MadSci Network: Physics Query:

### Re: Bernoulli questions

Date: Mon Jul 9 11:13:17 2001
Posted By: Jaime Valencia-Rodríguez, Guest Researcher, Chemical Science and Technology Lab, NIST.
Area of science: Physics
ID: 993910247.Ph
Message:
```
Dear Ravi:

Thank you very much for your question.
Bernoulli's principle is a very interesting topic.

Let us consider first what the following site says:
http://www.britannica.
com/eb/article?eu=80998

Bernoulli's theorem: in fluid dynamics, relation among the pressure,
velocity, and elevation in a moving fluid (liquid or gas), the
compressibility and viscosity (internal friction) of which are negligible
and the flow of which is steady, or laminar. First derived (1738) by the
Swiss mathematician Daniel Bernoulli, the theorem states, in effect, that
the total mechanical energy of the flowing fluid, comprising the energy
associated with fluid pressure, the gravitational potential energy of
elevation, and the kinetic energy of fluid motion, remains constant.
Bernoulli's theorem is the principle of energy conservation for ideal
fluids in steady, or streamline, flow.
Bernoulli's theorem implies, therefore, that if the fluid flows
horizontally so that no change in gravitational potential energy occurs,
then a decrease in fluid pressure is associated with an increase in fluid
velocity. If the fluid is flowing through a horizontal pipe of varying
cross-sectional area, for example, the fluid speeds up in constricted
areas
so that the pressure the fluid exerts is least where the cross section is
smallest. This phenomenon is sometimes called the Venturi effect, after
the
Italian scientist G.B. Venturi (1746-1822), who first noted the effects of
constricted channels on fluid flow.
Bernoulli's theorem is the basis for many engineering applications, such
as
aircraft-wing design. The air  flowing over the upper curved surface of an
aircraft wing moves faster than the air beneath the wing, so that the
pressure underneath is greater than that on the top of the wing, causing
lift.

Please note that Bernoulli's theorem asks for frictionless motion. Of
course this is not the case in the ocean floor, fore example. In this case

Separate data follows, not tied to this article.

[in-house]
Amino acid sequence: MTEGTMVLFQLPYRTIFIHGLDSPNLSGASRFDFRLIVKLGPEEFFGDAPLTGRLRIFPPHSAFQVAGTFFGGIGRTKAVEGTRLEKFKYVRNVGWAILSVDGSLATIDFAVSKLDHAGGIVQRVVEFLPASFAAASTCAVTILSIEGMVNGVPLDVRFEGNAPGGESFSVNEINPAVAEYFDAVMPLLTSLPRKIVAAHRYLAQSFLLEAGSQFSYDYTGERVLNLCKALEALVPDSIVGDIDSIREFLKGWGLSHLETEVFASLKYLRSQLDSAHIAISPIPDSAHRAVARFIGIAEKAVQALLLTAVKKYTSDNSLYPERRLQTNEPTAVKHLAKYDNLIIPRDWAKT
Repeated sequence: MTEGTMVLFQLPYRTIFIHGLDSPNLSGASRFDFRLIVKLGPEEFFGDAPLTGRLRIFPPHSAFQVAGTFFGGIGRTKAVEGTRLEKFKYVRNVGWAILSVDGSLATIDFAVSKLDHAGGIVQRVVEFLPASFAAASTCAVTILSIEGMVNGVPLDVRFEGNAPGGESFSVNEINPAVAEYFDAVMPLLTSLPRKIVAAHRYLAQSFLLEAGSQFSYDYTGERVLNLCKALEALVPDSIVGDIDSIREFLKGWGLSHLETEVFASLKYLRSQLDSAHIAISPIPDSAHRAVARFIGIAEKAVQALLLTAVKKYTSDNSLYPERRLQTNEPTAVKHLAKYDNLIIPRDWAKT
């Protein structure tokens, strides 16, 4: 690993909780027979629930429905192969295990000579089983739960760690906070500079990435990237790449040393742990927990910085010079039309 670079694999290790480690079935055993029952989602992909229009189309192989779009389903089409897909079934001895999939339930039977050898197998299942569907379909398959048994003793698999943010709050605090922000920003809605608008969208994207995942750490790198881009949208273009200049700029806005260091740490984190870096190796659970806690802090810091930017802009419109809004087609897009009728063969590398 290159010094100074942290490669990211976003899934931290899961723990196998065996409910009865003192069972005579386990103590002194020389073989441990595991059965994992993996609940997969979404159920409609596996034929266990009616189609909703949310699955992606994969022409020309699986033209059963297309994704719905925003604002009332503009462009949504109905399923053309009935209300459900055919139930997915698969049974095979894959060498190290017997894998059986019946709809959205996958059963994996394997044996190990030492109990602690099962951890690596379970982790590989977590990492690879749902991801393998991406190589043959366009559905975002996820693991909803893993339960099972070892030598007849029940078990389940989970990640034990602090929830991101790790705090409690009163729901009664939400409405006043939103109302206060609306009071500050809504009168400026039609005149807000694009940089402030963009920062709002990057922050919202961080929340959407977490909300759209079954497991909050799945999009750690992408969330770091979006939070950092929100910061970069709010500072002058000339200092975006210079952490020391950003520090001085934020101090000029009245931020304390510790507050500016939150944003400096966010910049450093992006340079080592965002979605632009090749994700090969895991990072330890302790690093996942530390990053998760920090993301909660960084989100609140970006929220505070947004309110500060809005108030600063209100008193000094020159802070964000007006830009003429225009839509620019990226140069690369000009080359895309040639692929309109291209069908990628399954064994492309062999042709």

the fluid is flowing in a turbulent fashion and this causes the apparition
of vortices and some other complex motions, because the liquid in contact
with the floor will travel at a smaller velocity than the liquid which is
just above this first layer.

Now, in the following link:
http://ldaps.ivv.na
sa.gov/Physics/bernoulli.html

we find:

Bernoulli's Theorem
How pressure and velocity interact
static pressure + dynamic pressure = total pressure = constant
static pressure + 1/2 x density x velocity2 = total pressure = constant

General Concept:
The Bernoulli effect is simply a result of the conservation of energy. The
work done on a fluid (a fluid is a liquid or a gas), the pressure times
the
volume, is equal to the change in kinetic energy of the fluid.

General Facts:
Where there is slow flow in a fluid, you will find increased pressure.
Where there is increased flow in a fluid, you will find decreased
pressure.

In a real flow, friction plays a large role - a lot of times you must have
a large pressure drop (decrease in pressure) just to overcome friction.
This is the case in your house. Most water pipes have small diameters
(large friction), hence the need for "water pressure" - it is the energy
from that pressure drop that goes to friction.

A showerhead (if you have a fancy one) has a number of different operation
modes. If you go for the "massage" mode, you are moving a little water
fast. For the "lite shower," you are moving a lot of water slowly. It
takes
the same amount of energy to move a little water fast as it does to move a
lot of water slowly. This is the amount of energy you have due to your
"water pressure".
http://ldaps.ivv.nasa.gov/Physics/Images/Engineering_Manual4.gif

Some practical problems are considered in the very interesting link:

http://www.saj.fi/saj-
bernoulli.htm

A section I want to highlight says:

In a real flow i.e. around an immersed body, friction plays a large role -
most of the time when the ship is in service you have a large pressure
drop
(decrease in pressure) just to overcome friction. For example, if you have
a water pipe with a small diameter (large friction), hence the need for
"water pressure" - it is the energy from that pressure drop that goes to
friction.

Example

When a liquid runs freely through a pipe of a constant area (B), to which
three ascension pipes (D,E,F) are connected, the static pressure will
decrease along the dashed line towards the outlet (Fig.1), The pressure
decreases as result of friction loss in the horizontal pipe.
http://www.saj.fi/images/Pipeflow1.gif

Fig. 1

In (Fig.2) the area has been changed in two places, with a thinner pipe at
section (G) and a thicker pipe at section (H). The following occurs:

Section (G)

The resultant constriction causes the liquid to move at a higher speed,
increasing the dynamic pressure, with the result that the static pressure
in pipe (D) falls below the dashed line.

Section (H)

In section (H), which has a much larger area, the static pressure rises
above the dashed line, the speed of the liquid having decreased due to the
larger area, with the result that the dynamic pressure will be decreased.
http://www.saj.fi/images/Pipeflow2.gif

Fig. 2

A more somewhat more technical discussion could be found in:

http://physics.bu.e
du/py105/notes/Bernoulli.html

I hope this helps

Regards

Jaime Valencia

```

Current Queue | Current Queue for Physics | Physics archives